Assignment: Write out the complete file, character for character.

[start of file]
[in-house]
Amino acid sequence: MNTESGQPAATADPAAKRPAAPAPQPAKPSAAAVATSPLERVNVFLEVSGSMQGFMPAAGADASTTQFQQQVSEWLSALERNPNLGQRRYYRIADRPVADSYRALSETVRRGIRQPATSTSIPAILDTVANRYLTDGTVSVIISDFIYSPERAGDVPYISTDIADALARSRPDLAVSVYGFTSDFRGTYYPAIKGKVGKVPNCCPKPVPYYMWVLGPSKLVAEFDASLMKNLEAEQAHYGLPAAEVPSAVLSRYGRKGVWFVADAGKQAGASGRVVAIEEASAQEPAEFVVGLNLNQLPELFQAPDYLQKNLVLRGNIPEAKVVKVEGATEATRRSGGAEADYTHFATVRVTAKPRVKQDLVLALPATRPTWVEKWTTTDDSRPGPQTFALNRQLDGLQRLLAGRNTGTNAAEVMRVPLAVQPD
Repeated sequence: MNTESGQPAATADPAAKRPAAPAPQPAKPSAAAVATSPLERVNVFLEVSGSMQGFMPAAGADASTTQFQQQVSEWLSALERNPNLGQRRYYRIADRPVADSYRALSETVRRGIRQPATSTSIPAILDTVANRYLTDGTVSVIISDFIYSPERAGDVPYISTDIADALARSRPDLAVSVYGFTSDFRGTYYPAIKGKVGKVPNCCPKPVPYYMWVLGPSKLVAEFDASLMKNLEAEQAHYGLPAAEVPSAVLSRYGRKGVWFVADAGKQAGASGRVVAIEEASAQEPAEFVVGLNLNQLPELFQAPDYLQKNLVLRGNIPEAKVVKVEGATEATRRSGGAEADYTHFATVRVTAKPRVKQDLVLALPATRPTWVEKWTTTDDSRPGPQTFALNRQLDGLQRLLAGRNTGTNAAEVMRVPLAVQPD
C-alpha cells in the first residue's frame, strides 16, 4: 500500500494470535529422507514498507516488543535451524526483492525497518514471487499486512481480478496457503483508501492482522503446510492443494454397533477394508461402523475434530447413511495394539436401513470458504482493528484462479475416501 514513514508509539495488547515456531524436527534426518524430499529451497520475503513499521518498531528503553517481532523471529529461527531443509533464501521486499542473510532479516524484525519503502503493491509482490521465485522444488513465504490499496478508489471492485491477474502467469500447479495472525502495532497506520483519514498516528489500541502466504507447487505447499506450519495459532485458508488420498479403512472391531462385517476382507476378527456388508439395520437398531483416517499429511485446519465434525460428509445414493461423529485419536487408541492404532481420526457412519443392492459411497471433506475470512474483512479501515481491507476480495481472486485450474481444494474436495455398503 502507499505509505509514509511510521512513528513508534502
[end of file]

[in-house]
Amino acid sequence: MNTESGQPAATADPAAKRPAAPAPQPAKPSAAAVATSPLERVNVFLEVSGSMQGFMPAAGADASTTQFQQQVSEWLSALERNPNLGQRRYYRIADRPVADSYRALSETVRRGIRQPATSTSIPAILDTVANRYLTDGTVSVIISDFIYSPERAGDVPYISTDIADALARSRPDLAVSVYGFTSDFRGTYYPAIKGKVGKVPNCCPKPVPYYMWVLGPSKLVAEFDASLMKNLEAEQAHYGLPAAEVPSAVLSRYGRKGVWFVADAGKQAGASGRVVAIEEASAQEPAEFVVGLNLNQLPELFQAPDYLQKNLVLRGNIPEAKVVKVEGATEATRRSGGAEADYTHFATVRVTAKPRVKQDLVLALPATRPTWVEKWTTTDDSRPGPQTFALNRQLDGLQRLLAGRNTGTNAAEVMRVPLAVQPD
Repeated sequence: MNTESGQPAATADPAAKRPAAPAPQPAKPSAAAVATSPLERVNVFLEVSGSMQGFMPAAGADASTTQFQQQVSEWLSALERNPNLGQRRYYRIADRPVADSYRALSETVRRGIRQPATSTSIPAILDTVANRYLTDGTVSVIISDFIYSPERAGDVPYISTDIADALARSRPDLAVSVYGFTSDFRGTYYPAIKGKVGKVPNCCPKPVPYYMWVLGPSKLVAEFDASLMKNLEAEQAHYGLPAAEVPSAVLSRYGRKGVWFVADAGKQAGASGRVVAIEEASAQEPAEFVVGLNLNQLPELFQAPDYLQKNLVLRGNIPEAKVVKVEGATEATRRSGGAEADYTHFATVRVTAKPRVKQDLVLALPATRPTWVEKWTTTDDSRPGPQTFALNRQLDGLQRLLAGRNTGTNAAEVMRVPLAVQPD
C-alpha cells in the first residue's frame, strides 16, 4: 500500500494470535529422507514498507516488543535451524526483492525497518514471487499486512481480478496457503483508501492482522503446510492443494454397533477394508461402523475434530447413511495394539436401513470458504482493528484462479475416501 514513514508509539495488547515456531524436527534426518524430499529451497520475503513499521518498531528503553517481532523471529529461527531443509533464501521486499542473510532479516524484525519503502503493491509482490521465485522444488513465504490499496478508489471492485491477474502467469500447479495472525502495532497506520483519514498516528489500541502466504507447487505447499506450519495459532485458508488420498479403512472391531462385517476382507476378527456388508439395520437398531483416517499429511485446519465434525460428509445414493461423529485419536487408541492404532481420526457412519443392492459411497471433506475470512474483512479501515481491507476480495481472486485450474481444494474436495455398503 502507499505509505509514509511510521512513528513508534502